Importantly, the distinction between composition and context is not always straightforward. Explaining an area’s suicide rate as simply the result of its high-risk population (a purely compositional effect) risks ignoring what helps create compositional effects in the first place. Compositional effects can also arise from an inward drift of people at increased risk (similarly those at low risk may drift out) in search of certain features,49 such as higher tolerance, anonymity and availability of low-cost housing or hostels for the mentally ill, that such areas have to offer. Similarly, certain aspects of an area could have a direct effect on the likelihood of developing mental illness, or simply offer low levels of social support for the mentally ill.45 Aspects of an area—for example, the built environment, parks and local shops, activities of local community groups and networks may encourage (or discourage) educational and work aspirations and promote (or inhibit) social ties and support.50,51 There is, however, a relative lack of routinely available measures with national coverage that are truly contextual in nature—that is, that describe characteristics of the area where people live rather than their demographic composition.52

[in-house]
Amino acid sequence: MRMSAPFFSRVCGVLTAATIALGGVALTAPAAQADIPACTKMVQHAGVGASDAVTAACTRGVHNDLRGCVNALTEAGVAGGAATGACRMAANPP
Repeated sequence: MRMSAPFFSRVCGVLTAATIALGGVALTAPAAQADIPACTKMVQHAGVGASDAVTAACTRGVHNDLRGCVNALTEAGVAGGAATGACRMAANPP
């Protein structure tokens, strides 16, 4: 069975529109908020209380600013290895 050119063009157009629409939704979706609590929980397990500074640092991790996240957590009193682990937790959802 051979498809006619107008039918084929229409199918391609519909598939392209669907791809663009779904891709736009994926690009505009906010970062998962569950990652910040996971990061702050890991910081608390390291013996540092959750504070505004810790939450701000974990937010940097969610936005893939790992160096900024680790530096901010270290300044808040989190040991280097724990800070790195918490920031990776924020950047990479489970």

What is already known about this topic
There is wide geographical variation in the incidence of suicide internationally and across areas in Britain. However, the spatial patterning of suicide in Britain is not well explored.
Area socioeconomic characteristics, particularly indicators of social fragmentation, account for some of this variation but associations with known person-based risk factors, such as unemployment, are less clear.
What this paper adds
Rates of suicide in 15–44 year-old men are high in inner cities but are largely explained by the socioeconomic characteristics of these areas.
High rates of suicide also seem to concentrate in coastal regions, particularly those remote from large centres of population.
High levels of single-person households, unemployment and limiting long-term illness partly explain some of the observed coastal patterns.